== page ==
Let’s face it the world is changing and staying quiet about poor behaviours or decisions allows them to flourish. Not only does it make the situation worse, but employees feel powerless, unsatisfied and often suffer from poor health. It’s time we all started to feel more comfortable about talking through issues rather than bottling them up or moaning about it. Whether it’s something as severe and damaging as sexual harassment in the workplace which has been spread by the #metoo movement. Or something as simple as not agreeing with a new strategic move.
The only way to encourage honest conversations is for leaders to show the way by creating psychologically safe spaces. Psychological safety is required to provide employees with the knowledge that they can risk being themselves and they won’t be bullied. That they can say how they really feel and they won’t be penalised. Leaders who model the right trust behaviours build high-performance teams according to research by Google Work.
It’s time that we all started talking honestly – not just leaders but those on the frontline. And this doesn’t give people license to say what they want without caring about other people’s feelings or doing it prove that they are right. Leaders need to have the skills to weed out these toxic behaviours.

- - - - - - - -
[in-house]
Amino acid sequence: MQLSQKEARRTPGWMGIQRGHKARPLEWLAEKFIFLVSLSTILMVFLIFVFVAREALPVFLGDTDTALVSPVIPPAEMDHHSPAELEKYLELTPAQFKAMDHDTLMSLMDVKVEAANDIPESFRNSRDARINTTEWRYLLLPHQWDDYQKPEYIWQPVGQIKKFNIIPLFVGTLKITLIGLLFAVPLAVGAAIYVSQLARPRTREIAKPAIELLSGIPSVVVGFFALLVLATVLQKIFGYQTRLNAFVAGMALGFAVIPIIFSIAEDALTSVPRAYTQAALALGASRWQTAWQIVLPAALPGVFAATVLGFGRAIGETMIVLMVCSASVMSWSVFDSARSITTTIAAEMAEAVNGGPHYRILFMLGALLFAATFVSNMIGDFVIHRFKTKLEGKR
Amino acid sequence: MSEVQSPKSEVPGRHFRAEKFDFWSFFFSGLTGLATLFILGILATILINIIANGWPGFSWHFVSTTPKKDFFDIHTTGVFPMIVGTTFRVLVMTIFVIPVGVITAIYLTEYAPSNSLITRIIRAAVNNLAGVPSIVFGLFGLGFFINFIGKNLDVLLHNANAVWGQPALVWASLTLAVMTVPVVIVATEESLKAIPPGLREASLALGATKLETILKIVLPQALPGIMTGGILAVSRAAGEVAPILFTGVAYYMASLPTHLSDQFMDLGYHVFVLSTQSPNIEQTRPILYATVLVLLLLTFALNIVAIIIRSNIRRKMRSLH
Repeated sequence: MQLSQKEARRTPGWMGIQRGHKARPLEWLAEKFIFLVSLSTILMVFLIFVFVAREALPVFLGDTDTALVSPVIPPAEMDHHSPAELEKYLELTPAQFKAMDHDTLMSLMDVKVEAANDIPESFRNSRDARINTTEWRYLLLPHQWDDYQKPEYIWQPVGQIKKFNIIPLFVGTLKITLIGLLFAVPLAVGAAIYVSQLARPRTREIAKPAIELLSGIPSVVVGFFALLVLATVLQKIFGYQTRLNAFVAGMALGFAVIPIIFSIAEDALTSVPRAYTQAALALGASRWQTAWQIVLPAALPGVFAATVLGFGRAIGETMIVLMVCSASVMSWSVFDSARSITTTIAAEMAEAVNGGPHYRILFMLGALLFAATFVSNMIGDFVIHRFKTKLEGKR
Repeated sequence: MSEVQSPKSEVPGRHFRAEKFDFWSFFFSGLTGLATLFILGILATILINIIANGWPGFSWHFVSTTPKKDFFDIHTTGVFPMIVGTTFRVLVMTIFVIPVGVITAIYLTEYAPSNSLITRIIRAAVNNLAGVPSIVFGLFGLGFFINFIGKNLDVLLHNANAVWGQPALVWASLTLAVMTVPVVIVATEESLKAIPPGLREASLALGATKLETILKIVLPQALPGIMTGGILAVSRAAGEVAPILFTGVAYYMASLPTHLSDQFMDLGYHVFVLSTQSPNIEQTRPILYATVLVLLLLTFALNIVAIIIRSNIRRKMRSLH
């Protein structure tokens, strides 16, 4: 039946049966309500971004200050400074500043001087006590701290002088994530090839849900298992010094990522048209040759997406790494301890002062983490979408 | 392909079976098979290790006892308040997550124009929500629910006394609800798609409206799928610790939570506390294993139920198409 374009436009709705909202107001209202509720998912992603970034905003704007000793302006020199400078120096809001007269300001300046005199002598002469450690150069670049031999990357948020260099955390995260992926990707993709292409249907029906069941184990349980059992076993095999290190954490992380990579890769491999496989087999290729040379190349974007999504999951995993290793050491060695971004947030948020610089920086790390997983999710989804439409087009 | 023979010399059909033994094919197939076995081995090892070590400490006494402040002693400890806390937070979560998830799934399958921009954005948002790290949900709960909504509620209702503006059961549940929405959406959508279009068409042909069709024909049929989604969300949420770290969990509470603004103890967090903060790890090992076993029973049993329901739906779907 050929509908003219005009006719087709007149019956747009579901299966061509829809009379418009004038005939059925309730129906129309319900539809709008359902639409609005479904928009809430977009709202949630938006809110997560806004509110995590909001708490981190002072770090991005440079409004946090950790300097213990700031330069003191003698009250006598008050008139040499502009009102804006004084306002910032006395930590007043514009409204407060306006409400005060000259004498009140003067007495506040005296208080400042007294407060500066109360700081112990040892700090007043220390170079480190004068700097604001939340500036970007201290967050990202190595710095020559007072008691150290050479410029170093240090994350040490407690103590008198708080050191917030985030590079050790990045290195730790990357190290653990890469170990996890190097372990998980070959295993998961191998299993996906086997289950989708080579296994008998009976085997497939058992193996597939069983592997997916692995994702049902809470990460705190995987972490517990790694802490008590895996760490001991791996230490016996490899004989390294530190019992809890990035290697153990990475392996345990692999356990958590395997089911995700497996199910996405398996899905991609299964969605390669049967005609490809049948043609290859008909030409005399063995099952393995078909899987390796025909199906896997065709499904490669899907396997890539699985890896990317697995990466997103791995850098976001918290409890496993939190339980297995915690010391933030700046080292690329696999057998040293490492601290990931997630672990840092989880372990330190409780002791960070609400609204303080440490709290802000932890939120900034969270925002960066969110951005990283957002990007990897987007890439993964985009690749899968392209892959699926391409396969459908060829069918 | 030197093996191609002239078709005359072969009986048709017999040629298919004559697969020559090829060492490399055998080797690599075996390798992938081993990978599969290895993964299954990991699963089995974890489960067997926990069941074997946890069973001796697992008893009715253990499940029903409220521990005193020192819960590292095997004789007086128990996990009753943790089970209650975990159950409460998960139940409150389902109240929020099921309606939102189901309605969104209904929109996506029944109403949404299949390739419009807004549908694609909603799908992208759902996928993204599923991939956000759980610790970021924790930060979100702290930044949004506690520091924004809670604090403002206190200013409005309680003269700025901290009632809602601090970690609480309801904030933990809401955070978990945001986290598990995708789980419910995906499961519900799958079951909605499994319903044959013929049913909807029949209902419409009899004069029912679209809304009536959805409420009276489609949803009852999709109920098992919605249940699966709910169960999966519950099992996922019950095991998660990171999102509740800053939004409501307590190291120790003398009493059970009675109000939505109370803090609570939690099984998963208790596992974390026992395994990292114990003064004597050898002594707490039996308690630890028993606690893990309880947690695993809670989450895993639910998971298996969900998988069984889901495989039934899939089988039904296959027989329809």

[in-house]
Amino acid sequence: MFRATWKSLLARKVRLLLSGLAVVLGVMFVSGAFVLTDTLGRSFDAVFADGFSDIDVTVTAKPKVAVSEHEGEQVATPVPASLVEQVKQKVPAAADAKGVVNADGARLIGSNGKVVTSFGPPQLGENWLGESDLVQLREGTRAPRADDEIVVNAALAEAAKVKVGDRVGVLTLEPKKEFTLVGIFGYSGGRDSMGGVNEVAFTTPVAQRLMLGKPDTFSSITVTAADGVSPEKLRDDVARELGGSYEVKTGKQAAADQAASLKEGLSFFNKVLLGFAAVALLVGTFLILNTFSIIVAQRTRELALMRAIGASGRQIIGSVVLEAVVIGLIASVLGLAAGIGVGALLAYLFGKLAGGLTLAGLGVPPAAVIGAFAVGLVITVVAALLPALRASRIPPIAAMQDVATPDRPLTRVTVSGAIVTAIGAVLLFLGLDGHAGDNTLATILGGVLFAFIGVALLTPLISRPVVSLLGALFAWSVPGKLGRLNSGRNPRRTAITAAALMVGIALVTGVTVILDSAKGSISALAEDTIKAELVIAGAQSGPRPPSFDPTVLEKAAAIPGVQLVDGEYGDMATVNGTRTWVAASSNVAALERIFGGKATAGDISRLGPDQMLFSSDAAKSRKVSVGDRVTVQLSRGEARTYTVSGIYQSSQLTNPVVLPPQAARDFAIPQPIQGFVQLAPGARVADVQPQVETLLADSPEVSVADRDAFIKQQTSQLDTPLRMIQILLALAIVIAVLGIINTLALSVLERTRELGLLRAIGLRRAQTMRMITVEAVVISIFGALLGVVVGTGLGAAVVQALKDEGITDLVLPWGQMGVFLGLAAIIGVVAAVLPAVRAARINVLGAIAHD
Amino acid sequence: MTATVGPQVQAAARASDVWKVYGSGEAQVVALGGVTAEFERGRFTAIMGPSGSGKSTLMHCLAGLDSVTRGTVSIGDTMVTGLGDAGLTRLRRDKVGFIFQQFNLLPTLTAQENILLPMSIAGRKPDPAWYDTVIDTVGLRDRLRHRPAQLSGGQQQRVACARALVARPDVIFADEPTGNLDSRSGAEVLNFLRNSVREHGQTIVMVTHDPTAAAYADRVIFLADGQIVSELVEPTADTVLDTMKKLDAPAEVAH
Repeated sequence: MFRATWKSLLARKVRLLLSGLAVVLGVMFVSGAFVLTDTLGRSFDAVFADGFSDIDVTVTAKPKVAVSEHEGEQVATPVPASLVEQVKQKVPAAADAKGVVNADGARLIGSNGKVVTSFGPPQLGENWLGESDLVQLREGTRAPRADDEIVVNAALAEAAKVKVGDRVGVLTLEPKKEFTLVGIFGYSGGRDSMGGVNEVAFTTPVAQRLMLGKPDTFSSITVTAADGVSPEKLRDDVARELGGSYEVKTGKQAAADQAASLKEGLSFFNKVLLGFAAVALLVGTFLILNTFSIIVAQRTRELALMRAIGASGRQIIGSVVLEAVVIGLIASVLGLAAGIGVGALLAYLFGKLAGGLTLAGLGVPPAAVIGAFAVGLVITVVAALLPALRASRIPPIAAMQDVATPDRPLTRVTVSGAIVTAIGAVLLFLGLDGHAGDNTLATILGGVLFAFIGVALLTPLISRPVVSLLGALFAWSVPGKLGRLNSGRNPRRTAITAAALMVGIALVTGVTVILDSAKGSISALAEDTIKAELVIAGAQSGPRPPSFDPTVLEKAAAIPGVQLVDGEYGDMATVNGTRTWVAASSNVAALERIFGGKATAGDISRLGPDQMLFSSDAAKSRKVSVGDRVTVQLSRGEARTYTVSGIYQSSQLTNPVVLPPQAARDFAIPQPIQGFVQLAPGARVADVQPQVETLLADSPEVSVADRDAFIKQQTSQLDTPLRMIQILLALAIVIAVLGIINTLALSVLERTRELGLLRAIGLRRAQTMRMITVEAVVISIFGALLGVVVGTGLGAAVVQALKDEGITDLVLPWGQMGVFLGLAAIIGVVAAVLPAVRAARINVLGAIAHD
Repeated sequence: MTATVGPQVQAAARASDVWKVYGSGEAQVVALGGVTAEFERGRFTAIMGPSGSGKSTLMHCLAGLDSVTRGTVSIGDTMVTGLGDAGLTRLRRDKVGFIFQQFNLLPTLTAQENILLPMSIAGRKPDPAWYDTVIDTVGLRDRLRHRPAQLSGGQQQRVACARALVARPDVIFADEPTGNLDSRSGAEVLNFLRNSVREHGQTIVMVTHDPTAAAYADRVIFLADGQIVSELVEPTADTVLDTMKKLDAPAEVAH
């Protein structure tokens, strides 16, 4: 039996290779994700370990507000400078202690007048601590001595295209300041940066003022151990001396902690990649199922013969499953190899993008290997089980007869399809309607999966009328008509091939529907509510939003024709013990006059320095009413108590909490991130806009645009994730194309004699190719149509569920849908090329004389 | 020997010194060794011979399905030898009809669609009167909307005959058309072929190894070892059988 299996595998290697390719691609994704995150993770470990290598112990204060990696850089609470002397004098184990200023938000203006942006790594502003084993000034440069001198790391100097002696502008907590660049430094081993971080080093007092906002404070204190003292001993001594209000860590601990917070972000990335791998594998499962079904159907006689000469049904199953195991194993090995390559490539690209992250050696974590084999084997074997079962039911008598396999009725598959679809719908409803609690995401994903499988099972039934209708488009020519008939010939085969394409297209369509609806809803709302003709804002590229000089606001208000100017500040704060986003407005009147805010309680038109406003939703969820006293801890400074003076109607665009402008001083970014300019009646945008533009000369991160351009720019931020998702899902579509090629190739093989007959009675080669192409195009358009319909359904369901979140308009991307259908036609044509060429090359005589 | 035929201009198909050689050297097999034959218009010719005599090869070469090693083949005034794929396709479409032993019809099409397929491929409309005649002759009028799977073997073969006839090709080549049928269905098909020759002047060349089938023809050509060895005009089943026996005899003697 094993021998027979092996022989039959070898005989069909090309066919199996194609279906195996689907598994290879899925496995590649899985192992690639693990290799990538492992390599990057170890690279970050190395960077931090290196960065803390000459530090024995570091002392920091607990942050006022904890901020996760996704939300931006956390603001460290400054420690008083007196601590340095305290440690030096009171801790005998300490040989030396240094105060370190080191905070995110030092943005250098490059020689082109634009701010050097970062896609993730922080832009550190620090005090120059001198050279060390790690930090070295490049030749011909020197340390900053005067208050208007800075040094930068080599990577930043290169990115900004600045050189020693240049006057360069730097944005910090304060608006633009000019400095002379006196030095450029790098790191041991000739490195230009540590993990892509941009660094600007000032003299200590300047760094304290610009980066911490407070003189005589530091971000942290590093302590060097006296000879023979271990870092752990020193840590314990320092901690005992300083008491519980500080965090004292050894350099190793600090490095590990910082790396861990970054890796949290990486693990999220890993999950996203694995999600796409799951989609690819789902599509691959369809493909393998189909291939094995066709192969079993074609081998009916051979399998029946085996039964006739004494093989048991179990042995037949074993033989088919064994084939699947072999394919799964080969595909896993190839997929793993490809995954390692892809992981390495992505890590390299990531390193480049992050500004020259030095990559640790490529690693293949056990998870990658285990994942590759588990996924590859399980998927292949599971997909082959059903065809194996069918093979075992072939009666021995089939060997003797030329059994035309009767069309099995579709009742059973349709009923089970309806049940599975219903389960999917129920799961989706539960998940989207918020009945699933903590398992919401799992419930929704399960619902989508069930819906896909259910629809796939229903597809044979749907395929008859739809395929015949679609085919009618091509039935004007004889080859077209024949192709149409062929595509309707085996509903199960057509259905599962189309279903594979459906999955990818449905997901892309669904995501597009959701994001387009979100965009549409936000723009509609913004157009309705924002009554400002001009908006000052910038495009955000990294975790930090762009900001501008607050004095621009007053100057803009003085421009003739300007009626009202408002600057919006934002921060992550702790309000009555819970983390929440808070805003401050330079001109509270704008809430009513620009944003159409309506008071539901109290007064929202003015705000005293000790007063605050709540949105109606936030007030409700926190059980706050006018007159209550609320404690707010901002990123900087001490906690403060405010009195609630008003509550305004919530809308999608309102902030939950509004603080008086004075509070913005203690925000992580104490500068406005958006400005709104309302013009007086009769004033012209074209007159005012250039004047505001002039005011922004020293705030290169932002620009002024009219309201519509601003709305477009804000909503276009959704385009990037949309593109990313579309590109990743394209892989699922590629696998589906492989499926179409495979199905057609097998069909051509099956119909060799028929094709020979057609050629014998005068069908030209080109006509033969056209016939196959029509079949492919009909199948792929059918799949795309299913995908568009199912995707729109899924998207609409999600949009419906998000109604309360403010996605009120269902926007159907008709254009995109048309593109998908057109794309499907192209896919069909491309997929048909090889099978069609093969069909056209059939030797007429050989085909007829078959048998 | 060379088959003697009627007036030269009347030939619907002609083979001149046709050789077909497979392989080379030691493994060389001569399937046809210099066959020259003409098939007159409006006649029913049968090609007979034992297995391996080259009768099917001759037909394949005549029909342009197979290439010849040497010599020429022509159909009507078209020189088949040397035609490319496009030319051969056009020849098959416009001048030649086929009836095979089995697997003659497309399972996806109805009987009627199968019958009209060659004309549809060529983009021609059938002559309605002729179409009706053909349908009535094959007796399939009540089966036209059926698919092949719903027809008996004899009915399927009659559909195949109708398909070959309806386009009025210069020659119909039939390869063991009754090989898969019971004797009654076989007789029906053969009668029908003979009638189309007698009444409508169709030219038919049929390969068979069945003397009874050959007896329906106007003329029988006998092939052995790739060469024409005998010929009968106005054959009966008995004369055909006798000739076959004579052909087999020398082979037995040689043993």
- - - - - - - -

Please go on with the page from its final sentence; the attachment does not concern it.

In our area of work, we teach leaders how to properly identify trust issues and talk about it honestly. One of the positive outcomes is that the CEO or head of a department can start getting hidden issues talked about and out into the open.
What we have learnt is that trust has enormous business benefits. High trust cultures have 2.5 times the revenue generation of low trust organisations. They have 52% more employee engagement, 40% less burnout, 18% more productivity, 50% less employee turnover and 51% more innovation.